RANCHO SANTA FE, Ca., November 14, 2014 – One would hope that operating in an efficient and effective manner would be among the main objectives of our Government. However, those two concepts appear to be foreign to our feckless leaders. Apparently, the rule of “supply and demand” doesn’t apply when a group of individuals has nearly unilateral authority to regulate the supply of programs and services (certainly within the public sectors and, to a degree, within the private sector), control the demand (legislatively), and dictate price (via taxation). To overcome this anomaly, we need to frame an operations policy for the United States.
This is yet one more policy we do not have in place. It is critically important because it establishes a performance expectation to which every other policy must conform.
In addition, it goes well beyond the operating efficiency and effectiveness of our Government. It is the policy under which we must define the standards for the Government’s administrative obligations as they pertain to immigration, human rights, regulatory issues, etc.
As with other policies that have been previously addressed in The FREEDOM Process™ series, our Nation’s operations policy must comply with the mandates of the Constitution and be clearly articulated, viably executed, and consistently applied. It must reflect the values of our Republic and pay deferential respect to the People.
The Operations Policy statement of The FREEDOM PROCESS™
The United States Government shall use its best efforts to administer the duties and authority delegated to it under the Constitution in a fiscally and socially responsible manner that provides for the most efficient and effective execution of its related obligations. It shall refrain from intruding upon the rights reserved to the People and States under the Ninth and Tenth Amendments as such not only wastes our Nation’s assets but also represents ultra vires action. Each separate but equal branch of the Federal Government shall operate within the parameters of its designated powers with no orchestrated attempt to expand such powers or to emasculate or usurp the powers of any other branch.
As we have with respect to the previous policies we have addressed in this series, we can gain an understanding of how this operations policy statement might be applied in practice if we parse its components. Note that since we are nearing the end of the policies associated with the FREEDOM acronym, we should expect to see a reinforcement of other related provisions that have already been discussed.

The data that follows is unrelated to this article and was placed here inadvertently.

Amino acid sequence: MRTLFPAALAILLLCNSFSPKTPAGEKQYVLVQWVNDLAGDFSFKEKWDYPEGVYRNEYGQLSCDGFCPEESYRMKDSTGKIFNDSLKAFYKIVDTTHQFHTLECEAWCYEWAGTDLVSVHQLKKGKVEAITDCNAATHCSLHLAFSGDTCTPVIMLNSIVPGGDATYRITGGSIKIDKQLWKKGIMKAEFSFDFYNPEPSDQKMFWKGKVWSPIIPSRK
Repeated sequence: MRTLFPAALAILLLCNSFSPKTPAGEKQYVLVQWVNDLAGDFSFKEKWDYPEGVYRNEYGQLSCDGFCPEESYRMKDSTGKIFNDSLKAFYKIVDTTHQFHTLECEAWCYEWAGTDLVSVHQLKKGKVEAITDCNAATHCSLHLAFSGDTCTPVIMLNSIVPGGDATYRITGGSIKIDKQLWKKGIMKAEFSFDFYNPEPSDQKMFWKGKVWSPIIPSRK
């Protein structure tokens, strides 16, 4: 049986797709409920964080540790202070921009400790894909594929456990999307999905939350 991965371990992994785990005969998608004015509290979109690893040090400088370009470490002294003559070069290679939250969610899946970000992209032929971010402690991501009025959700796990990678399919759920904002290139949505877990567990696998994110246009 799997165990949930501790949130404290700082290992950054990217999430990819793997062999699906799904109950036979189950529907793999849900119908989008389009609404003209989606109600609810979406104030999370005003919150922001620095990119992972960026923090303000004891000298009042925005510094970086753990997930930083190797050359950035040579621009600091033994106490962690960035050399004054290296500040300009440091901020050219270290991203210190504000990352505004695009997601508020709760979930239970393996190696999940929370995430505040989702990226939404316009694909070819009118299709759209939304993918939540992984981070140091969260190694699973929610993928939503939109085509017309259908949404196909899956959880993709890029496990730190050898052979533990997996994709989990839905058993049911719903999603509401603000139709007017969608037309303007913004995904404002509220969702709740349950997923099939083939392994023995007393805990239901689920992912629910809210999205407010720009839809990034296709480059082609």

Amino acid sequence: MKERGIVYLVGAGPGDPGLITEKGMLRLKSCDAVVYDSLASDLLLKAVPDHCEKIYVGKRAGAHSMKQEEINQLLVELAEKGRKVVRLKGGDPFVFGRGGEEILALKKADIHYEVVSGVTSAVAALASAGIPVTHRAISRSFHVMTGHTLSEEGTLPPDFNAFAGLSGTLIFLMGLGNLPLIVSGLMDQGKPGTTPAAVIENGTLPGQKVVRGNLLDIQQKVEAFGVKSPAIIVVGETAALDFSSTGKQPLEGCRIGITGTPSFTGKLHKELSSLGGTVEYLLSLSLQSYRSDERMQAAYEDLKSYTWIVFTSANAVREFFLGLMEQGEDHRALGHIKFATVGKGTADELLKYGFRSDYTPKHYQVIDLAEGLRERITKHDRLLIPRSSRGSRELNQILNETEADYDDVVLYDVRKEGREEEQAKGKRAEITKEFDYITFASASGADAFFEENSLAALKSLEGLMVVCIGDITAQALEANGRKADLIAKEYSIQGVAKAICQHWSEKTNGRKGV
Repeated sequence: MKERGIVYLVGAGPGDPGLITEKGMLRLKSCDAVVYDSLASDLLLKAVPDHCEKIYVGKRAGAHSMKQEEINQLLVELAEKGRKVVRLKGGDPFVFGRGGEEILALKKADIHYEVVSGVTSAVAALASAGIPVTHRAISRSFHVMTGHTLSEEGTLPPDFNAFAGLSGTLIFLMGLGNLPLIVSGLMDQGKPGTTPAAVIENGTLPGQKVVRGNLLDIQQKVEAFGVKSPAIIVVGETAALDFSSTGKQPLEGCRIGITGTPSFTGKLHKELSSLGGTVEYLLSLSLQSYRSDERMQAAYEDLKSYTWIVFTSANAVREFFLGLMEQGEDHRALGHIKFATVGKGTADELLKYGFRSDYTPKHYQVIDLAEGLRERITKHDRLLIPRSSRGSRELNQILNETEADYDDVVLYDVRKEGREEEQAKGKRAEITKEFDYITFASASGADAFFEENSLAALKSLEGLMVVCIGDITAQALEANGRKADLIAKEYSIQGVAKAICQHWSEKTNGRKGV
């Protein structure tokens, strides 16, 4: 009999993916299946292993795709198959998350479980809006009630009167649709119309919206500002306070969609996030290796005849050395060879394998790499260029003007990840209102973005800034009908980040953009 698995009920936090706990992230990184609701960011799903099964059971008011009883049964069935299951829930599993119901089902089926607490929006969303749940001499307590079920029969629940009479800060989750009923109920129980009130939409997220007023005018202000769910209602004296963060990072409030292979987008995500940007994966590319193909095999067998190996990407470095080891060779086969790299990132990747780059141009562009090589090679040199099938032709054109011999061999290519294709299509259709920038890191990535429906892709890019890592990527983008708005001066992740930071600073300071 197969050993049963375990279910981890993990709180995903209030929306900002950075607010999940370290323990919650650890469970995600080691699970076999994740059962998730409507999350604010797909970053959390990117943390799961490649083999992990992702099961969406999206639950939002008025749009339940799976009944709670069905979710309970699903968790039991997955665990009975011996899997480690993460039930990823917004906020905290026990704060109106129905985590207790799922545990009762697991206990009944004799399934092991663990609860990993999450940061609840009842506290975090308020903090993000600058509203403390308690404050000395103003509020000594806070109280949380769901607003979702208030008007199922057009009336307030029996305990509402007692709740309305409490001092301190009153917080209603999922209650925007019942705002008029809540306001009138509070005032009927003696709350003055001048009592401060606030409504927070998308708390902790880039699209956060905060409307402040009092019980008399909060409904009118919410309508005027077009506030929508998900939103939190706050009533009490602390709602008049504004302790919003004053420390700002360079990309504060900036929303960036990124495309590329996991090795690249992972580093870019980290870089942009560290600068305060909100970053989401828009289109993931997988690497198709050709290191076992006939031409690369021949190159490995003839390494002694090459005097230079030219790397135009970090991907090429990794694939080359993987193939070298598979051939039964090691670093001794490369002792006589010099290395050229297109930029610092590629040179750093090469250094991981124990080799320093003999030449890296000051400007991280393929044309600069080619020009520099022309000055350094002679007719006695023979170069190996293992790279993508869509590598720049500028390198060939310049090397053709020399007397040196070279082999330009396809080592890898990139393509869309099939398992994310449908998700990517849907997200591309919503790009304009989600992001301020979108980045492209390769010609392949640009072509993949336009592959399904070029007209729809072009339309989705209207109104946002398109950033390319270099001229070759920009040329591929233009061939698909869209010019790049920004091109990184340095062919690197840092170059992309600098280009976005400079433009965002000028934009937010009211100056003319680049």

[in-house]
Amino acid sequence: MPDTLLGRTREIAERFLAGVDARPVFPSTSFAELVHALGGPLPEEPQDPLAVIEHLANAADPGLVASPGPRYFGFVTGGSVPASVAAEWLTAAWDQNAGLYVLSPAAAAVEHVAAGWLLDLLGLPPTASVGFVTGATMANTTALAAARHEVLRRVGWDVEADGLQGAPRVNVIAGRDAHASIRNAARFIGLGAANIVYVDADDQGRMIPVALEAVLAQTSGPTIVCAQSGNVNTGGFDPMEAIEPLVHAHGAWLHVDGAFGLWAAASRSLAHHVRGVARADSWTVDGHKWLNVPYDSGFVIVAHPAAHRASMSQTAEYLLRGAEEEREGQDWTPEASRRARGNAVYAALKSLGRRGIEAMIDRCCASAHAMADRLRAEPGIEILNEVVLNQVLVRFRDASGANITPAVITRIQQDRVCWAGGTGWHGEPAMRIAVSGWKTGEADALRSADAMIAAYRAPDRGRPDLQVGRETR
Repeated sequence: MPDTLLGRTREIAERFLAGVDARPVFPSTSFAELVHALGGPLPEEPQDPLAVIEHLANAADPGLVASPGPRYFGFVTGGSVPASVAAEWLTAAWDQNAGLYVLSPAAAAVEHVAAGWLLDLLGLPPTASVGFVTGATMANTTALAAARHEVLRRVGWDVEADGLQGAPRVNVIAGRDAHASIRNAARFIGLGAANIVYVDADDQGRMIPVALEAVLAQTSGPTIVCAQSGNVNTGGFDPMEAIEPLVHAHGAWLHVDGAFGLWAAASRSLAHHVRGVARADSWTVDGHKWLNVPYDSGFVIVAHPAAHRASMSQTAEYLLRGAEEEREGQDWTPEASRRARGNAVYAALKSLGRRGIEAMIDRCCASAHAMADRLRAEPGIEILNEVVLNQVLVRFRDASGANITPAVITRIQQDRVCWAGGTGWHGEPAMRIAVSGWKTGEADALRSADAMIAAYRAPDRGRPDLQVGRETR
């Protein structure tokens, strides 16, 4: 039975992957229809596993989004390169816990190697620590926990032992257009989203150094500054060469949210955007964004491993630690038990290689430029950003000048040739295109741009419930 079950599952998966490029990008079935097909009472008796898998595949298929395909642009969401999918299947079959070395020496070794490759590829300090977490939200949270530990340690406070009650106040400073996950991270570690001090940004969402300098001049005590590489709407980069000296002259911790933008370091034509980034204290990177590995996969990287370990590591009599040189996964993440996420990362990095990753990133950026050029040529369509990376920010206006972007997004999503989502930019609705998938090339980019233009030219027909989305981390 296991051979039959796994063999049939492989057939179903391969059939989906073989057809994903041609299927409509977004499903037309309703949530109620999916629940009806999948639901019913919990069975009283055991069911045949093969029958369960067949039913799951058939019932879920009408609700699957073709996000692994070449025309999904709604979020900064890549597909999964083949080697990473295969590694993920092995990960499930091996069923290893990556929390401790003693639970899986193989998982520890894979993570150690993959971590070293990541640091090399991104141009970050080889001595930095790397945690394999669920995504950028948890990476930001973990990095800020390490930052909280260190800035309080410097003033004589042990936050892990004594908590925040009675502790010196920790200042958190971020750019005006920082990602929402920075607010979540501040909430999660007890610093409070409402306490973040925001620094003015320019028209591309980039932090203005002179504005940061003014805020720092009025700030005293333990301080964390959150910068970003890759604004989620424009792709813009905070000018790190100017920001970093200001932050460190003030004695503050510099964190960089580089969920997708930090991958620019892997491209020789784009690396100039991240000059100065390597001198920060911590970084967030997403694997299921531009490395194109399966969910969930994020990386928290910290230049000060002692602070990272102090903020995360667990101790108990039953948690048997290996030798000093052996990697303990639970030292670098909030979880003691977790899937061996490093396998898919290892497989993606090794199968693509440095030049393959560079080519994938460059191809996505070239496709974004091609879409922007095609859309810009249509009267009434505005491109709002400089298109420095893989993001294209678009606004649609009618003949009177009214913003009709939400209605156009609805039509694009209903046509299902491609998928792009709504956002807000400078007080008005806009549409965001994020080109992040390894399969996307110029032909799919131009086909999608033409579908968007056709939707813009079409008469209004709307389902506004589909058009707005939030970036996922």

“The United States Government shall use its best efforts to administer the duties and authority delegated to it under the Constitution in a fiscally and socially responsible manner that provides for the most efficient and effective execution of its related obligations.”
The first sentence of our operations policy statement establishes a number of significant metrics against which our Government’s performance can be measured. The first metric tests the quality of effort exhibited against the highest standard that can be achieved. Why would we accept anything less?
Those who would prefer not to be held to such a high criterion should not pursue public office or the Federal bench. Those positions bear a fiduciary responsibility to the People and no lesser benchmark is acceptable. As this column has suggested in the past, a Code of Ethics would be appropriate; one that demands the resignation of those who clearly violate the public trust or place themselves or their Party above “We the People.”
As an aside: It is interesting to observe how many of those who belief that Citizens United is a “bad” decision (which it is) also believe that the Government is sovereign in our form of government (which it is not). The opening phrase of the Constitution, along with the guidance of the Declaration of Independence, should be all the evidence we need to remind us that the People, rather than the Government, are sovereign in our Republic.